|Publication number||US4467045 A|
|Application number||US 06/428,927|
|Publication date||Aug 21, 1984|
|Filing date||Sep 30, 1982|
|Priority date||Sep 30, 1982|
|Publication number||06428927, 428927, US 4467045 A, US 4467045A, US-A-4467045, US4467045 A, US4467045A|
|Inventors||Shun C. Fung|
|Original Assignee||Exxon Research And Engineering Co.|
|Export Citation||BiBTeX, EndNote, RefMan|
|Patent Citations (17), Referenced by (25), Classifications (8), Legal Events (6)|
|External Links: USPTO, USPTO Assignment, Espacenet|
Iridium-containing catalysts, or catalysts comprising, e.g., composites of platinum and iridium with an inorganic oxide base, particularly alumina, are significantly more active in the production of C5 + gasoline during reforming than a catalyst comprising platinum without iridium. Though the activity maintenance of the iridium-containing catalysts is excellent, a progressive decline in activity does occur due to the presence of carbonaceous deposits on the surface of the catalysts. Reactivation of the deactivated catalysts is generally accomplished a burning-off the coke deposits with dilute oxygen at a flame front temperature of 425° to 480° C. This high temperature decoking leads to a severe loss in the surface area of the supported metal particles and particularly, the iridium component agglomerates, to relatively large IrO2 crystallites with crystal diameters in excess of 300 Å. Reduction of the IrO2 agglomerate-containing catalysts at a temperature higher than 345° C. produces Ir metallic crystallites in excess of 200 Å. The activity of such catalysts is substantially lowered as a result of the loss of metal surface area.
Partial redispersion of the Ir agglomerates is possible by contacting the reduced catalyst with halogen or halogen-containing gaseous mixtures. Total redispersion of the iridium agglomerates is obtained through multiple cycle treatments of (a) pre-reduction at high temperature; and (b) halogen contact. However, this procedure is time consuming and requires a large excess of chlorine.
The present invention describes a process which greatly improves the redispersion of Ir agglomerates. It has been discovered that a low temperature reduction of the IrO2 agglomerate-containing catalysts produces small Ir metallic particles which exhibit no X-ray diffraction pattern. The FIGURE shows the X-ray diffraction patterns of an IrO2 agglomerate-containing catalyst (FIG. 1A) under two different reduction conditions. Iridium crystallites of 380 Å are obtained from 480 Å IrO2 agglomerates after the catalyst has been reduced at 850° F. (FIG. 1B). In contrast, the X-ray diffraction pattern taken on the 205° C. reduced catalyst (FIG. 1C) fails to show any lines corresponding to iridium. Indeed, its X-ray diffraction pattern is very similar to that of a fresh catalyst.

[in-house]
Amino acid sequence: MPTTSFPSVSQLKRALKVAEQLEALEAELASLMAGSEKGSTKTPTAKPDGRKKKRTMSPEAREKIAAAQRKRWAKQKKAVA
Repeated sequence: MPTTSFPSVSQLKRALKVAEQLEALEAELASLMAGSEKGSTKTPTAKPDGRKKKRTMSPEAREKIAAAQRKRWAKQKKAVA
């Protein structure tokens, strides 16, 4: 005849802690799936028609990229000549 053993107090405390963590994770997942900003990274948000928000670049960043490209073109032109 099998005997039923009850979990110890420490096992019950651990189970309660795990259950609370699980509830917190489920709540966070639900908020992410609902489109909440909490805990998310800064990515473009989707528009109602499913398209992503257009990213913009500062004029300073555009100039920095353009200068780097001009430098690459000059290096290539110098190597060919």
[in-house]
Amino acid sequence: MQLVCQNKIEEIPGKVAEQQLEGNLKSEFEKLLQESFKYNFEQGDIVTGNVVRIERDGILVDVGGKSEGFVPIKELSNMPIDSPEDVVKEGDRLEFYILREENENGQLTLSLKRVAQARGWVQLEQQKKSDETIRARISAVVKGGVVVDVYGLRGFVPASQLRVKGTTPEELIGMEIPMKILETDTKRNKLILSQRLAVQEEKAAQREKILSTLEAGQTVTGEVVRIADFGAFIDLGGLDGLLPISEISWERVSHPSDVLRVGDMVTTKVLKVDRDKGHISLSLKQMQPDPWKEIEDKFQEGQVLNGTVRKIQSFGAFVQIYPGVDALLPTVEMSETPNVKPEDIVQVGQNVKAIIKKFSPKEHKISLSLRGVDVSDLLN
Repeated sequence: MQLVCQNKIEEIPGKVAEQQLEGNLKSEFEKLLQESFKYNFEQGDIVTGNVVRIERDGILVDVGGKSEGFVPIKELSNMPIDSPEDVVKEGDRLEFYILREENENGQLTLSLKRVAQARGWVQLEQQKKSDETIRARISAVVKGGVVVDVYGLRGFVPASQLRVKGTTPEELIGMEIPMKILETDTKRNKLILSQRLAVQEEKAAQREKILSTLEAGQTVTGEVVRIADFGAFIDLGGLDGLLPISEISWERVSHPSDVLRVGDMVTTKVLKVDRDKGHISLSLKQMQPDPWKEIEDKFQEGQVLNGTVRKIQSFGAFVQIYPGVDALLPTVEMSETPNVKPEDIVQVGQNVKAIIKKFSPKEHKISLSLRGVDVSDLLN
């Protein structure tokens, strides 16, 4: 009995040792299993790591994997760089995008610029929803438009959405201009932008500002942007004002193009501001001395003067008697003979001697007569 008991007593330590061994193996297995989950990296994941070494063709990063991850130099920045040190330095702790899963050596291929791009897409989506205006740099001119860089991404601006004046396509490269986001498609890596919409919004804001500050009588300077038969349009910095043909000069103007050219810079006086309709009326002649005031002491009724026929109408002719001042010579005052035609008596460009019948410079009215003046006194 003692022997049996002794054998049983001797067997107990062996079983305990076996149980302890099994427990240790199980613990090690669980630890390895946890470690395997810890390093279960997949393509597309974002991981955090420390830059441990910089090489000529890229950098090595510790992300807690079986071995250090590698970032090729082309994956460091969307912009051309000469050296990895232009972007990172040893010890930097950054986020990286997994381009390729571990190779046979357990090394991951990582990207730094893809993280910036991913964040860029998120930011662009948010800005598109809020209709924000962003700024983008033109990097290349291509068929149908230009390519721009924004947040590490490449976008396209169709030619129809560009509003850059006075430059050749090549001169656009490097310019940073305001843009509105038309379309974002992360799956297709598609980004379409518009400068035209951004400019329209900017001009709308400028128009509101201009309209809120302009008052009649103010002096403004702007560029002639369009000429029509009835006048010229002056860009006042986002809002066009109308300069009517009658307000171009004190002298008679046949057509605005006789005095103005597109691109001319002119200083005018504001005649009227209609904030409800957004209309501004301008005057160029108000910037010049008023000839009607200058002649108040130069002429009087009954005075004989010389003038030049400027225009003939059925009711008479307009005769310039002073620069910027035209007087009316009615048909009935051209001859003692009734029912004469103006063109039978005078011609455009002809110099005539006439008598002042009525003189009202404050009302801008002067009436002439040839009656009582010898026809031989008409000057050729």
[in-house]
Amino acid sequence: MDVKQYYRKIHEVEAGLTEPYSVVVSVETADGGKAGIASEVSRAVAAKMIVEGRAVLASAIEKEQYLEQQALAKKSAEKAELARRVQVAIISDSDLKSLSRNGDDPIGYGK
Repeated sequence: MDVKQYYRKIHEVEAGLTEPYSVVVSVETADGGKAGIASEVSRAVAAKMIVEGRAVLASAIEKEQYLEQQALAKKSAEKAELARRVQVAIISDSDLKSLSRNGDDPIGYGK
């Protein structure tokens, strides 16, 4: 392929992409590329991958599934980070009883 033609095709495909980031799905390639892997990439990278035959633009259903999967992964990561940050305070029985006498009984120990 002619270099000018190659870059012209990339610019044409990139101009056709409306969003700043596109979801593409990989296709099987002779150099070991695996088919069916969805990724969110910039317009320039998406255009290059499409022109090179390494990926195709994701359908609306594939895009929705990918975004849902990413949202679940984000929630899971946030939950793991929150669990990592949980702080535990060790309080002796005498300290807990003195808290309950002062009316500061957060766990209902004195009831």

The low temperature reduction apparently nucleates a large number of Ir metal centers before the IrO2 particle is completely reduced. It is therefore reasonable to expect the large IrO2 particle decomposes to a large number of individual metal particles closely grouped together. These particles are in the order of 80 Å and lower and therefore exhibit no distinct X-ray lines. Redispersing these small Ir particles is expected to have a substantial advantage over the large Ir agglomerates.
In accordance with this invention, there is provided a process for reactivating an agglomerated iridium oxide-containing catalyst comprising the steps of:
(a) contacting said agglomerated catalyst with an atmosphere comprising elemental hydrogen, at a temperature in the range of about 190° C. up to about 250° C. and a pressure of about 0.1 to 2.0 MPa for a sufficient time to substantially convert said iridium oxide to metallic iridium; and
(b) contacting said metallic iridium from step (a) with an atmosphere comprising elemental halogen at a temperature in the range of about 450° to 600° C. for a sufficient time to effect about a 70 to 100 percent redispersion of said metallic iridium.
The FIGURE shows the X-ray diffraction patterns of an IrO2 agglomerate-containing catalyst (A) under two different reduction conditions: iridium crystallites of 380 Å are obtained from 480 Å IrO2 agglomerates after the catalyst has been reduced at 455° C. (B); the X-ray diffraction pattern taken on the 205° C. reduced catalyst (FIG. C) fails to show any lines corresponding to iridium.
Catalysts which can be treated by the subject process include generally, iridium-containing catalysts, with and without co-catalysts, preferably being supported. Other metallic co-catalysts, which can be present with iridium which are applicable in the process include metals such, for example, as platinum, rhodium, palladium mixtures thereof and the like. The metals can be present in bimetallic, trimetallic combinations and higher combinations, as alloys or physical mixtures on the same support particles of where the metals are individually present on separate support particles. Preferred metal combinations in the catalyst for treatment by the subject process are platinum-iridium.
The metals can be supported on a suitable support, which is conventional, with the proviso that the support is stable during the pretreatment process and does not undergo any deleterious reactions. Representative examples include silica, zeolites, alumina, silica-alumina, zirconia, alumina-zirconia, mixtures thereof, and the like. In general, the active metallic components, if supported, are present in an amount of preferably up to about 10 weight percent of the supported catalysts.